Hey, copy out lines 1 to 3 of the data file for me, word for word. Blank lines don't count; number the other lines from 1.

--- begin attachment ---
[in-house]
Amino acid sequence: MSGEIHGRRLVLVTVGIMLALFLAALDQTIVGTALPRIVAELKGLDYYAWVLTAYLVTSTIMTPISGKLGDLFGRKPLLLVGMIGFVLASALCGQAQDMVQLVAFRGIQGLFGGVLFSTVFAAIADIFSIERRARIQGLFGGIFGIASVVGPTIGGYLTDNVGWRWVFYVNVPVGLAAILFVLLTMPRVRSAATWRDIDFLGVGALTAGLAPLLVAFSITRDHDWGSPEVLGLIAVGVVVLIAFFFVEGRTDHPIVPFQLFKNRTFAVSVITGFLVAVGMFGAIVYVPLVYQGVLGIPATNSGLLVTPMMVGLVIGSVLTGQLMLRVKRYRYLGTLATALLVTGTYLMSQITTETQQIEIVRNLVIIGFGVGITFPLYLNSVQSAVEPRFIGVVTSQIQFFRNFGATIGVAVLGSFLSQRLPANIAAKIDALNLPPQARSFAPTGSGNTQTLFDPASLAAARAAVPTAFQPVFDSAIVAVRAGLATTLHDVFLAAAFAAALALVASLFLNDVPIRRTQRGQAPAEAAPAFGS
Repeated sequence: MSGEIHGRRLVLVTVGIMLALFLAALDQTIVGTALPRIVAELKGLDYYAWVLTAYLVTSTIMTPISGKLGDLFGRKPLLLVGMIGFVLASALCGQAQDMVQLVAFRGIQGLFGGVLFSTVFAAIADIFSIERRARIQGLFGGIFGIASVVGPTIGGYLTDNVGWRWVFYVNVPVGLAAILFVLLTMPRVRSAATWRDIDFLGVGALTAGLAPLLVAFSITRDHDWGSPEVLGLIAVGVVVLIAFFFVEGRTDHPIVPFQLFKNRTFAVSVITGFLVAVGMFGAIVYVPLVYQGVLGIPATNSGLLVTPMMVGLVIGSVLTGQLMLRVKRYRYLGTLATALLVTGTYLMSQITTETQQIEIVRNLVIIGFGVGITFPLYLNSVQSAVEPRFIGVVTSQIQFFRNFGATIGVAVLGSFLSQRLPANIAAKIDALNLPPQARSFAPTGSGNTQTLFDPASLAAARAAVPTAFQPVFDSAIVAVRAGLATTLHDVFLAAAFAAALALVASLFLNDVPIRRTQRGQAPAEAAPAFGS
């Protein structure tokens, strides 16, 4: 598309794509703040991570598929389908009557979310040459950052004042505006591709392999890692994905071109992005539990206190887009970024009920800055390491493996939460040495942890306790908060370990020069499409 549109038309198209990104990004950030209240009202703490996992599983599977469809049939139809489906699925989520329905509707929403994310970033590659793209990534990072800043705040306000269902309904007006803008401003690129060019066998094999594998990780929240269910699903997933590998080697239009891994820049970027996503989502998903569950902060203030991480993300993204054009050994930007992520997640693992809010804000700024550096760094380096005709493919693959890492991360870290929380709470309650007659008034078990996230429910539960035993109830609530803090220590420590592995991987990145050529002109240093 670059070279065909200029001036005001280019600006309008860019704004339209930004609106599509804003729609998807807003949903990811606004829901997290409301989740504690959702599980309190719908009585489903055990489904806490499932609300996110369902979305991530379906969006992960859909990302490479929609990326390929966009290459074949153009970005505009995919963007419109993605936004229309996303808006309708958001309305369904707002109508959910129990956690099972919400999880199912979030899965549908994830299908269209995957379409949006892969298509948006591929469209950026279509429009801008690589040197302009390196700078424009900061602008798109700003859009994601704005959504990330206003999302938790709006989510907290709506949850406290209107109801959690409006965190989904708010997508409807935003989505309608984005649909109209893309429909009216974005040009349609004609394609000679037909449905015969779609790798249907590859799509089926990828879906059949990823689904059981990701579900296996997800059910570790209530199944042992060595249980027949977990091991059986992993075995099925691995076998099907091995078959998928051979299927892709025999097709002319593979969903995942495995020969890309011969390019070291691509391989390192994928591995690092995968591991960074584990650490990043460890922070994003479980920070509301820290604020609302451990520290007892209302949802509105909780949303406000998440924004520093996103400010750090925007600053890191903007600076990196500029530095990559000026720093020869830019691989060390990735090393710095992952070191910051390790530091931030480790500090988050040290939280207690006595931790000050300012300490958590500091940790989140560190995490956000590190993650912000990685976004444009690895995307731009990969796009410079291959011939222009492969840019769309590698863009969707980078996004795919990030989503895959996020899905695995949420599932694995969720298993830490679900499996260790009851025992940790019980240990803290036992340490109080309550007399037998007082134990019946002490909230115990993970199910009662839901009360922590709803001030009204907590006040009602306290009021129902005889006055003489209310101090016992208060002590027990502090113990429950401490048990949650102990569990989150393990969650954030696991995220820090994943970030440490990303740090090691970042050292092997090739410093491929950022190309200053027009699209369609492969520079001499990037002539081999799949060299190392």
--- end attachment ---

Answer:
[in-house]
Amino acid sequence: MSGEIHGRRLVLVTVGIMLALFLAALDQTIVGTALPRIVAELKGLDYYAWVLTAYLVTSTIMTPISGKLGDLFGRKPLLLVGMIGFVLASALCGQAQDMVQLVAFRGIQGLFGGVLFSTVFAAIADIFSIERRARIQGLFGGIFGIASVVGPTIGGYLTDNVGWRWVFYVNVPVGLAAILFVLLTMPRVRSAATWRDIDFLGVGALTAGLAPLLVAFSITRDHDWGSPEVLGLIAVGVVVLIAFFFVEGRTDHPIVPFQLFKNRTFAVSVITGFLVAVGMFGAIVYVPLVYQGVLGIPATNSGLLVTPMMVGLVIGSVLTGQLMLRVKRYRYLGTLATALLVTGTYLMSQITTETQQIEIVRNLVIIGFGVGITFPLYLNSVQSAVEPRFIGVVTSQIQFFRNFGATIGVAVLGSFLSQRLPANIAAKIDALNLPPQARSFAPTGSGNTQTLFDPASLAAARAAVPTAFQPVFDSAIVAVRAGLATTLHDVFLAAAFAAALALVASLFLNDVPIRRTQRGQAPAEAAPAFGS
Repeated sequence: MSGEIHGRRLVLVTVGIMLALFLAALDQTIVGTALPRIVAELKGLDYYAWVLTAYLVTSTIMTPISGKLGDLFGRKPLLLVGMIGFVLASALCGQAQDMVQLVAFRGIQGLFGGVLFSTVFAAIADIFSIERRARIQGLFGGIFGIASVVGPTIGGYLTDNVGWRWVFYVNVPVGLAAILFVLLTMPRVRSAATWRDIDFLGVGALTAGLAPLLVAFSITRDHDWGSPEVLGLIAVGVVVLIAFFFVEGRTDHPIVPFQLFKNRTFAVSVITGFLVAVGMFGAIVYVPLVYQGVLGIPATNSGLLVTPMMVGLVIGSVLTGQLMLRVKRYRYLGTLATALLVTGTYLMSQITTETQQIEIVRNLVIIGFGVGITFPLYLNSVQSAVEPRFIGVVTSQIQFFRNFGATIGVAVLGSFLSQRLPANIAAKIDALNLPPQARSFAPTGSGNTQTLFDPASLAAARAAVPTAFQPVFDSAIVAVRAGLATTLHDVFLAAAFAAALALVASLFLNDVPIRRTQRGQAPAEAAPAFGS